Alex Ross on book design and the ABDA shortlist
The Australian Book Designers Association (ABDA) will announce the winners of the 2015 Book Design Awards at a ceremony in Sydney on 22 May. Books+Publishing asked ABDA president and Penguin Australia creative director Alex Ross for his take on book design trends and this year’s shortlist.
What are some of the recent trends in adult fiction covers, and are they evident in the shortlist?
I should preface my answers to all of these questions by saying that the notion of trends when looking at any graphic design, books included, is a really tricky one. Graphic design is a commercial art form, and as such the art, and its relationship to anything resembling a trend, is at the mercy of the segment of the commercial market for which it’s intended. So with that in mind…
The romance with ‘hand type’ seems to have cooled a little. While still very popular, the honeymoon seems to be over for now at least. Those designers doing it well—and there are quite a few—are still creating some amazingly beautiful work. But it seems often to be more restrained, a warmer and more personal rendition of a traditional font, rather than an obvious and extravagant hand-drawn treatment.
Darker palettes and muted colours are popular. Both of which I’m personally a huge fan of. Where I do see bright colours, they’re being given the chance to shine with wonderful effect.
What are some of the trends for children’s and YA books?
It’s business as usual in children’s illustrated, which is to say there’s a bunch of incredible illustrators and artists out there creating beautiful books for kids. As far as ‘business as usual’ is concerned, it’s a pretty amazing business.
YA is a really interesting area of book design at the moment. YA covers are more and more sophisticated, and they continue to blur the line between YA and adult covers. It’s not uncommon that in a cover meeting I hear the question of whether or not a cover intended for the adult market looks too YA. The answer I invariable offer is that no, it doesn’t, but simply that YA covers look more like adult covers than ever before.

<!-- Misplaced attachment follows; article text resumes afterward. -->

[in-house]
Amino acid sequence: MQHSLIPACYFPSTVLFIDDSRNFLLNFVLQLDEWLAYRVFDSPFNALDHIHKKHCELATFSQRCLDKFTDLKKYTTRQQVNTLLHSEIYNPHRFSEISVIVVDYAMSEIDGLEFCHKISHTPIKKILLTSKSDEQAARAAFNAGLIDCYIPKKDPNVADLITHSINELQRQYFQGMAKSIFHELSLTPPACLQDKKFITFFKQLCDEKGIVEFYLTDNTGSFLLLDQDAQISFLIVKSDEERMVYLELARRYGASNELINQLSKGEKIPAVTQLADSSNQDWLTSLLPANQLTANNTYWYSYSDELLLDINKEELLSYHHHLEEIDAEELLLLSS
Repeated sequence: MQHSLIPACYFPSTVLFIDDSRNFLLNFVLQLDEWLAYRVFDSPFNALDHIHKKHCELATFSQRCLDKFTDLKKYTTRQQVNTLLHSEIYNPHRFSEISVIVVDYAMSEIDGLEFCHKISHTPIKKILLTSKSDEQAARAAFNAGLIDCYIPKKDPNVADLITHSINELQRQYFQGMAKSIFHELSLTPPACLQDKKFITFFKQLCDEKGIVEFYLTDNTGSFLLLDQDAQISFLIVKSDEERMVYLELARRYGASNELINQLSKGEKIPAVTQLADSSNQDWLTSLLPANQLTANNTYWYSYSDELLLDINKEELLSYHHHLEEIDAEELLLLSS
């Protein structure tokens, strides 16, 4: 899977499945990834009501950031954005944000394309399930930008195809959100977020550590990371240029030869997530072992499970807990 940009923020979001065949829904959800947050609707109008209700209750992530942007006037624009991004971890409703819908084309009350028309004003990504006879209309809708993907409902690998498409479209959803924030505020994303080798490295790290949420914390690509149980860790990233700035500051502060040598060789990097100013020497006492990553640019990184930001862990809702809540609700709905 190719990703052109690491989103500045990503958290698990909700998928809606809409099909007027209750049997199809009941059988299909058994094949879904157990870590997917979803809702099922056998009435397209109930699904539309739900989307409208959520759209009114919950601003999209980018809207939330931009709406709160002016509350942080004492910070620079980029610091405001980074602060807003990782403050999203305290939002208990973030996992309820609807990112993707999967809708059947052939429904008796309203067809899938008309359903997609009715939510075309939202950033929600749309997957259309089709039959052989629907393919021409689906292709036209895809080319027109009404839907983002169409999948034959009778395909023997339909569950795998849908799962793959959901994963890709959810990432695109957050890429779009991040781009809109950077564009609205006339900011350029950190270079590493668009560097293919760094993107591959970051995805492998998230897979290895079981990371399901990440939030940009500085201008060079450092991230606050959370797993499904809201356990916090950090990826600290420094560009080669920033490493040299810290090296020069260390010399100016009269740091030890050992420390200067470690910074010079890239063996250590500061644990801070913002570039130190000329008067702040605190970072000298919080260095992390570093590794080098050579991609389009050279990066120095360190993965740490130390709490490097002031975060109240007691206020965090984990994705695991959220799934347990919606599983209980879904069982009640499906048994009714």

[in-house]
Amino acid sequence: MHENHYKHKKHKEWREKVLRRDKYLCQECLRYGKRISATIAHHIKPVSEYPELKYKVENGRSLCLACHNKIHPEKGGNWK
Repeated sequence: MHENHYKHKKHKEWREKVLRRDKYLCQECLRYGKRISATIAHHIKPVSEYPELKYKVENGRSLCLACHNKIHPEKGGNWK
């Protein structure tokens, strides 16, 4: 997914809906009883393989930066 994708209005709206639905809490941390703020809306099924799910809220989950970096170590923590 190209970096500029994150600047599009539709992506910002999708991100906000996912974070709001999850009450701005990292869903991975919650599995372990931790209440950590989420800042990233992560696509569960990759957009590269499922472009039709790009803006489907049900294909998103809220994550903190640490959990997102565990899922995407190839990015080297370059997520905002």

Which category of books—illustrated or otherwise—has gone under the most design changes in recent years?
The disappearance of REDgroup had a pretty huge impact on commercial fiction in Australia, and that impact is still being felt now. There used to be a much larger crossover retail space between commercial and indie fiction. The need to get a book into the D&Ds has seen a homogenisation in a number of genres, and I think commercial fiction has been the biggest victim of this. That said, as you can see from the shortlisted books in the Commercial Fiction category in this year’s ABDA design awards, Australian book designers are still doing fantastic work in this category despite the changes in the retail landscape.
Does local book design tend to follow overseas trends, and what are some points of difference between Australian and international book design?
This is occasionally the case, of course, but at times the reverse is true also. Book design is a pretty specific niche, so we’re all reasonably aware of what everyone else is doing around the globe. Trends are led by great design, and there’s plenty of that happening in Australia.
I’m sure there are moments when every Australian designer can’t help but be envious of production budgets that US and UK designers often get to work with due to the size of their print runs.
Are there any new technologies or materials that are becoming popular, or that you expect to become popular soon?
The art of designing for print is pretty antiquated really, isn’t it? I think most of the tools we’ll ever have already exist, perhaps some are just undervalued or underutilised.
There was an amazing book produced early this year in the Netherlands that is locked and, via some technology I’m not going to pretend to understand, reads your facial expression. The book would only unlock itself once the reader’s face showed no judgement. Perhaps this technology could be adapted to allow a designer’s cover to respond autonomously to criticism, which would make things a lot more interesting for the ABDA judging panel in years to come.